English Cocker Spaniel
People who want a more robust cocker, maybe even a hunting partner, will prefer me over my American cousin. English cockers are larger than the American breed, standing 15 to 17 inches tall and weighing 26 to 34 pounds, with a notably larger head. I do have the same cheerful, social quality of a cocker. I’m playful and affectionate with everyone and love to be close to family. I don’t like being left alone.
I’ve retained more of my hunting instinct, so I require more exercise than an American cocker. A long leash walk, jaunty run, or spirited game every day will keep me settled. I can adapt well to apartment living and am a good choice for new dog owners.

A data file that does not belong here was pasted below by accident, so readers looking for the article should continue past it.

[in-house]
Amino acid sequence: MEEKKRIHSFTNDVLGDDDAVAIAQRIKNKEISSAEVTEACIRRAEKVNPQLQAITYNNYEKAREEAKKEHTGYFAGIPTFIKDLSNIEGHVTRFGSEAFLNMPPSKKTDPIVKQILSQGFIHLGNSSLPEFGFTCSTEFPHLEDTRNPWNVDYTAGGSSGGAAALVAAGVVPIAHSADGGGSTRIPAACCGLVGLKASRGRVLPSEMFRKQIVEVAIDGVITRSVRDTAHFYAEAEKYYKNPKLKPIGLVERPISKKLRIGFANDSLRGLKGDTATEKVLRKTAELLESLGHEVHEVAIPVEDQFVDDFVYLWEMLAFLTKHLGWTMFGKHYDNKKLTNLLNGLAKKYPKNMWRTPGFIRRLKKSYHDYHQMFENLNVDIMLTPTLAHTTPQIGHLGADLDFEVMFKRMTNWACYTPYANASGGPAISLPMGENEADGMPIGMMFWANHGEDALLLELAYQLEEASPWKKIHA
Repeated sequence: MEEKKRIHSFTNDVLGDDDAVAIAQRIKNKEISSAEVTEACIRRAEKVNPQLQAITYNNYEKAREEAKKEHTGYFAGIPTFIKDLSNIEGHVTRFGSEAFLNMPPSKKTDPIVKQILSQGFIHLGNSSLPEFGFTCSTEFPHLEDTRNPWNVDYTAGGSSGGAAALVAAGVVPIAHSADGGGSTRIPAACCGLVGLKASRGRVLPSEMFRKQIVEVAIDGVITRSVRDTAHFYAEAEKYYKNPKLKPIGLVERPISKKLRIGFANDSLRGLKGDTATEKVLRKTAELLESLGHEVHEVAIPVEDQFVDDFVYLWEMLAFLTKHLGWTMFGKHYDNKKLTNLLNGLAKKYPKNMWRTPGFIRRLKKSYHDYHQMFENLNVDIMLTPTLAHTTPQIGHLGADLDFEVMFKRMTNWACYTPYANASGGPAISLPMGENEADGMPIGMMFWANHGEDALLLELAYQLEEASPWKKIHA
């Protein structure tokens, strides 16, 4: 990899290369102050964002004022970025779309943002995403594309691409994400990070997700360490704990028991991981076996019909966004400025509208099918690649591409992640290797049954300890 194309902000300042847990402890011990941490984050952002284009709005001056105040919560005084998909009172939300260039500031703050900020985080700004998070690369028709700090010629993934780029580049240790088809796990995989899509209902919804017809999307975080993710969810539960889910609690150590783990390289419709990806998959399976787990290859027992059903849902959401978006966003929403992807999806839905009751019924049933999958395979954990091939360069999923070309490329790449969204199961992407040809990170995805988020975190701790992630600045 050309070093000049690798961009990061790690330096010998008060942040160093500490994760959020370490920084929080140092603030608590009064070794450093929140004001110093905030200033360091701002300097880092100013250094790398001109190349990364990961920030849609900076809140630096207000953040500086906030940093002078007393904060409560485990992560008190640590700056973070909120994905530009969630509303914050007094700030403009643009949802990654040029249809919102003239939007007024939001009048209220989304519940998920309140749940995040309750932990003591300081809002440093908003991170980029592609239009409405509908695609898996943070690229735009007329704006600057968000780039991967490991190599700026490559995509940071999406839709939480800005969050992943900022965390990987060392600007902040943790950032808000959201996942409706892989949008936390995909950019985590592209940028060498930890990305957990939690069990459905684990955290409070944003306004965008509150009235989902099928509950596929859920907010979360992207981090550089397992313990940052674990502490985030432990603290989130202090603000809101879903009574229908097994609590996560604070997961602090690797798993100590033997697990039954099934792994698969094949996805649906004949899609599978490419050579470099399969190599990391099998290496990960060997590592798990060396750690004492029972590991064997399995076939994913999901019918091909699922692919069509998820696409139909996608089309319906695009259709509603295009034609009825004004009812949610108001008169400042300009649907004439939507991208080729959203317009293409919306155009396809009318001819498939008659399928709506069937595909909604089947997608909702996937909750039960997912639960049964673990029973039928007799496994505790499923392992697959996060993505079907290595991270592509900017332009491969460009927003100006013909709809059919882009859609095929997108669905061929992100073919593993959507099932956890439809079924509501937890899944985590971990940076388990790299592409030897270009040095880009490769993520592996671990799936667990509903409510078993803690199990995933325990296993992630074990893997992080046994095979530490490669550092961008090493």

My coloring may be parti-color (white with black, liver, or red); solid black, liver, or red; black and tan; or liver and tan. To keep in top form, my lush coat should be brushed every other day—more often if I’m in the field. My feathered legs can be trimmed to avoid matting. Clipping should be done every 2 months. Check my ears regularly for signs of infection.
Retinal atrophy is a primary health concern for me. Hip dysplasia, cataracts, and familial nephropathy are less common risks. Glaucoma and cardiomyopathy can also occur, as can retinal atrophy. Dogs with parti-color coats have a high risk of deafness. With proper nutrition and care, I’ll be a faithful companion at home or in the fields for 12 to 14 years.